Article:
But someone who has a high level of emotional intelligence will be willing to face the facts and act accordingly. You will find much better emotional health if you can be honest with yourself, at the very least. So put that last expense in your budget. Don’t be afraid of it. Face it with courage and address it. The worst thing you can do with a problem is to ignore it. It will only get worse, and it will wear down on your emotions. Authentic people do not avoid their problems.
Ok. Wonderful. Here is the main question of our interview. Can you recommend five things that anyone can do to develop a greater degree of Emotional Intelligence? Please share a story or example for each.
The most important thing someone can do to develop greater emotional intelligence is to realize its importance. This may seem basic, but the more someone sees their personal need for greater emotional intelligence, the more that person will seek to increase it. If you want to be motivated toward greater emotional intelligence, consider this: your level of emotional intelligence determines the direction and the outcome of every interaction you have, in any circumstance. So take some time and evaluate your level of emotional intelligence. Think about how better relating would change your life for the better. And that visualization may motivate you to grow your emotional intelligence.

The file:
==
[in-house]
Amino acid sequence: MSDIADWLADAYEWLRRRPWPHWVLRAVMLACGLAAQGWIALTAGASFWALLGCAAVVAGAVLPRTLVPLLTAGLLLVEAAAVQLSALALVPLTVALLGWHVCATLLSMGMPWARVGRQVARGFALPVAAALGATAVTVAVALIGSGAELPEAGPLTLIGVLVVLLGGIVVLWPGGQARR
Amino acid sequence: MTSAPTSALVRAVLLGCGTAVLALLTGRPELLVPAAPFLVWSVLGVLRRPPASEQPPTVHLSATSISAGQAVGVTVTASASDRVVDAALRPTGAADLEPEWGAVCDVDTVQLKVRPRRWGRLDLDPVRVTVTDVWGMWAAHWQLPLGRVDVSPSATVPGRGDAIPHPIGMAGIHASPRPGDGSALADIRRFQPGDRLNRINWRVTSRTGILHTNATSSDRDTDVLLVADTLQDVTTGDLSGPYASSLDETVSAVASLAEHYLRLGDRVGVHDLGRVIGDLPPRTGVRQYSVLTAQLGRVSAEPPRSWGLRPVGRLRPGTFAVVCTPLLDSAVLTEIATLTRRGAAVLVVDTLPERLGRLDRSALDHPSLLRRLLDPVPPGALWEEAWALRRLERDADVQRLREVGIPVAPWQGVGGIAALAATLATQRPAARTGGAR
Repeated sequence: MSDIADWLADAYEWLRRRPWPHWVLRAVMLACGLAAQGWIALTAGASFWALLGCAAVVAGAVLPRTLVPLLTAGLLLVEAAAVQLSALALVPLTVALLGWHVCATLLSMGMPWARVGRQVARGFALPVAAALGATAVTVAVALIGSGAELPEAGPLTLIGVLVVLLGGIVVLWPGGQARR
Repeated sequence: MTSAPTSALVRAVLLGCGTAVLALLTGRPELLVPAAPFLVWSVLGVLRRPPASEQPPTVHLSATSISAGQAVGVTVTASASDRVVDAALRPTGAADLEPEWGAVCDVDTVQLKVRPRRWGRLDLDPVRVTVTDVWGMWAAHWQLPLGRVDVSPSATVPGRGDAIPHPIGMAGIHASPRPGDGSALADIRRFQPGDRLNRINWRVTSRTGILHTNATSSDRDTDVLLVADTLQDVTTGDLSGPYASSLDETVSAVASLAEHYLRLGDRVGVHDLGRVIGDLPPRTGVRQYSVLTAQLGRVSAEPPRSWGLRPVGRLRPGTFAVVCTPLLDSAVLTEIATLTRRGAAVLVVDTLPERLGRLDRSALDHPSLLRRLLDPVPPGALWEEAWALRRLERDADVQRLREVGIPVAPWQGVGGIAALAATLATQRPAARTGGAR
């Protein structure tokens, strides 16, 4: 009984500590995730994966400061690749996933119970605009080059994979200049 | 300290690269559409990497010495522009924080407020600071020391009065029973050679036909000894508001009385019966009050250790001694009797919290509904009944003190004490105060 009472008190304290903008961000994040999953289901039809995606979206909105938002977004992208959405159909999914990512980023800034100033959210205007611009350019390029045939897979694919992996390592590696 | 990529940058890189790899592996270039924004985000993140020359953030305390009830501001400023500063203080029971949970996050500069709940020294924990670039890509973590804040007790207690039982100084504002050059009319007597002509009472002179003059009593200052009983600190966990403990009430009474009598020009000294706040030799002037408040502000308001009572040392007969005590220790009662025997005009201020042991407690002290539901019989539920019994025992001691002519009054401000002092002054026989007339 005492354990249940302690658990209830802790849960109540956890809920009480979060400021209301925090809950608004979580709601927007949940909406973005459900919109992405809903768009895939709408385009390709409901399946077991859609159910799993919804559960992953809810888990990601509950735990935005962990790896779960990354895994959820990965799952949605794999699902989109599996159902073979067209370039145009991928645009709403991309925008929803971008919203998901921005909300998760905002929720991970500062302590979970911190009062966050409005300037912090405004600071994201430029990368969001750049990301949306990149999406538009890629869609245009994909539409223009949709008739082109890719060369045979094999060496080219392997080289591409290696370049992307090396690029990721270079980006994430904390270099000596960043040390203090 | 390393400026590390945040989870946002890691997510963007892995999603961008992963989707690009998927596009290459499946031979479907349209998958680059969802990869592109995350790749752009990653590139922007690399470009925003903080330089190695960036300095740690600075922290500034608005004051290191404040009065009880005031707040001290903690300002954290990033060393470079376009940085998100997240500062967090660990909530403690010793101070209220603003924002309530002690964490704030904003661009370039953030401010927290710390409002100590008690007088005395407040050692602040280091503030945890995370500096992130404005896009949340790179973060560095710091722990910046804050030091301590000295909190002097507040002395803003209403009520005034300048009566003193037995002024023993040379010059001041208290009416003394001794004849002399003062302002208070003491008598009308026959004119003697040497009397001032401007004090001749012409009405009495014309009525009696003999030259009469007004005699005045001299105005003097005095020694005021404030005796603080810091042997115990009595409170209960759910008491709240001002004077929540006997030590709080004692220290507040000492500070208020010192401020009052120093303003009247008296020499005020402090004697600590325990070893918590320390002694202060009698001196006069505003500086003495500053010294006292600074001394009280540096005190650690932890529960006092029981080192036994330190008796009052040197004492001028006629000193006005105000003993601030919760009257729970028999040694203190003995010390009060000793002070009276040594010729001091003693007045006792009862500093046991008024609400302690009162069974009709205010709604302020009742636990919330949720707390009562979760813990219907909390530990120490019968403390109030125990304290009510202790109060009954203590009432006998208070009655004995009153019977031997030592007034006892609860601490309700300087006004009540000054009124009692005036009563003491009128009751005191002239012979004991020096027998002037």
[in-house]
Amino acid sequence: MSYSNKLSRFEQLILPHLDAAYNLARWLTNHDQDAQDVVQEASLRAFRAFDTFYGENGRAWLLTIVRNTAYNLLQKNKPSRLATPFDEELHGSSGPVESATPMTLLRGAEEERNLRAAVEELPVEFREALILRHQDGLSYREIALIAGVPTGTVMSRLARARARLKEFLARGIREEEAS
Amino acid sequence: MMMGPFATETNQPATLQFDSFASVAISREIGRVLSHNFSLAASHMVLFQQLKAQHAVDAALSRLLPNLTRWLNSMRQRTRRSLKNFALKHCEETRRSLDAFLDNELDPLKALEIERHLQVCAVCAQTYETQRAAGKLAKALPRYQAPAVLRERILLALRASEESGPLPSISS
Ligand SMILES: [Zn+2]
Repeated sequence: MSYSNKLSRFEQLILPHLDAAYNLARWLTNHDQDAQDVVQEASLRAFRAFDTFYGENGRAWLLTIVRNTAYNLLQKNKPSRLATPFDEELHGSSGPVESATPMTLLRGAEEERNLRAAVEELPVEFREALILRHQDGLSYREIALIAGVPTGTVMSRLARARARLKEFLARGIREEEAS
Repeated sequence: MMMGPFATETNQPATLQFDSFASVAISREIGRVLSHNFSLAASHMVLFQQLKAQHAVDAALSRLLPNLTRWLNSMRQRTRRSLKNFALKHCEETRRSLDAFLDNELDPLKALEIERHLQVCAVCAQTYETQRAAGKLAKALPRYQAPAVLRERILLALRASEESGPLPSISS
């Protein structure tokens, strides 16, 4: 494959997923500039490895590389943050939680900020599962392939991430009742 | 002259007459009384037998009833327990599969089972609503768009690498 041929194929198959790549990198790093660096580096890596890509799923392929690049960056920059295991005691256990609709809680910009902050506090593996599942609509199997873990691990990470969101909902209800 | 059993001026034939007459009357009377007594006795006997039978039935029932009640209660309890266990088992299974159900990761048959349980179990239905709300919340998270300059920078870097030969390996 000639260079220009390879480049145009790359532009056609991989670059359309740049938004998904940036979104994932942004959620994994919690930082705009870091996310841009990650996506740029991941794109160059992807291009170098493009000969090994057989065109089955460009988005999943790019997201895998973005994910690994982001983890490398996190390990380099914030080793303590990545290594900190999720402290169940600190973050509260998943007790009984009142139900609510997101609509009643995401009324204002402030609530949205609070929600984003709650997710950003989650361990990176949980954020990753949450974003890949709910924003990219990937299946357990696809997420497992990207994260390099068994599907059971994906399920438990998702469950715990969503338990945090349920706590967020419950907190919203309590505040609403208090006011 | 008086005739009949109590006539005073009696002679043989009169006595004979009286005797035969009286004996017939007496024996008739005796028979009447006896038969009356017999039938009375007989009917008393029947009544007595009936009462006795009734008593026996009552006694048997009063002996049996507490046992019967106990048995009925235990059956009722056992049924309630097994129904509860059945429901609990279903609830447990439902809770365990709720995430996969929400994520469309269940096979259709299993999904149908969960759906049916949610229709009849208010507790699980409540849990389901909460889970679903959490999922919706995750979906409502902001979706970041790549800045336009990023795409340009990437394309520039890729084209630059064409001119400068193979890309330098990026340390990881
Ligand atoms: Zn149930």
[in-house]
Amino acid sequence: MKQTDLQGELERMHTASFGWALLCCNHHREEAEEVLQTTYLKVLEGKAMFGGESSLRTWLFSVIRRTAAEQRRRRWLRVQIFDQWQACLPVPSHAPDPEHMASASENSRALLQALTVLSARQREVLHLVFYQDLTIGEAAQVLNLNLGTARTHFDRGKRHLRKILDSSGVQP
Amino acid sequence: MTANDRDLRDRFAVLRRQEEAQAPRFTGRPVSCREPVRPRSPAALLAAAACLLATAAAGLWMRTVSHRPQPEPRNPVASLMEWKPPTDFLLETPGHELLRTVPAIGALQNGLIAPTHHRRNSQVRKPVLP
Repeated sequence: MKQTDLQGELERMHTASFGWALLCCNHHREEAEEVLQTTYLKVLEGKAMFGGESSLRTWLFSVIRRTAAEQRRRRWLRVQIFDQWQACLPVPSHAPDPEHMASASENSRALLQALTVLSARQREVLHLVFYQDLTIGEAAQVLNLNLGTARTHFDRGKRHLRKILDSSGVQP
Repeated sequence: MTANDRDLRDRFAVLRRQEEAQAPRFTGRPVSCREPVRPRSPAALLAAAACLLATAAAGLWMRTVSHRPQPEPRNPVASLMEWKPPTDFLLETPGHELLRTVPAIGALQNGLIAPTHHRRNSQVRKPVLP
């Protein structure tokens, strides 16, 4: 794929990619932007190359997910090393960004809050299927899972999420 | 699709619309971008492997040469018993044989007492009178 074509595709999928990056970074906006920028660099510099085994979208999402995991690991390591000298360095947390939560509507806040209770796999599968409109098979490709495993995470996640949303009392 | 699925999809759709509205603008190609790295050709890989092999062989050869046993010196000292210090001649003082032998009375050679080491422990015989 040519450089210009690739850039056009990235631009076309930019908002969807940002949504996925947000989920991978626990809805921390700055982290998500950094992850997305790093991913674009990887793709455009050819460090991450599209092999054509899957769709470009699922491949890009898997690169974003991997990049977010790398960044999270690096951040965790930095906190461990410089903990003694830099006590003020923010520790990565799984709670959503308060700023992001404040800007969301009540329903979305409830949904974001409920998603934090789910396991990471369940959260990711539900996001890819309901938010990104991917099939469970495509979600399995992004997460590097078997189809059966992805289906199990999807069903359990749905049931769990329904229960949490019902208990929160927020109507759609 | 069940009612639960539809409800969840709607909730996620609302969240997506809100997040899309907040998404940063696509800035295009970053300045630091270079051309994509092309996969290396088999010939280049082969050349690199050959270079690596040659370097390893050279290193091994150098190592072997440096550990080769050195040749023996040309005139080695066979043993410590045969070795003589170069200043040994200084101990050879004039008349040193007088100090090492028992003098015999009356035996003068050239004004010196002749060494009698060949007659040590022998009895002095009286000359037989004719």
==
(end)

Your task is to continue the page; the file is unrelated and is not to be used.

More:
The second thing I’d recommend is to write out your values. I was working with a client recently, and at first he wanted to work on anything but his values. He thought that writing them out was unnecessary because he felt he already knew them. And he said he’d already done similar work in the past. However, once he actually sat down and wrote out the principles that he wanted to guide his life, he immediately called me up and talked for ten minutes straight about how enlightening it was, and how it was already prompting him to take important steps in some of his business relationships. We are all mysteries to ourselves. Writing out your values will end the mystery and bring clarity. The more you can see the values that drive you and make you who you are, the more you can act on them. And when you do that, you will be your authentic self.
The third thing is the empowerment of self-honesty. You can’t be emotionally intelligent with others if you cannot first be emotionally intelligent with yourself! Be brutally honest with yourself, and you will be clearer on what you need to do and when you need to do it. Emotional intelligence begins with how you relate to yourself.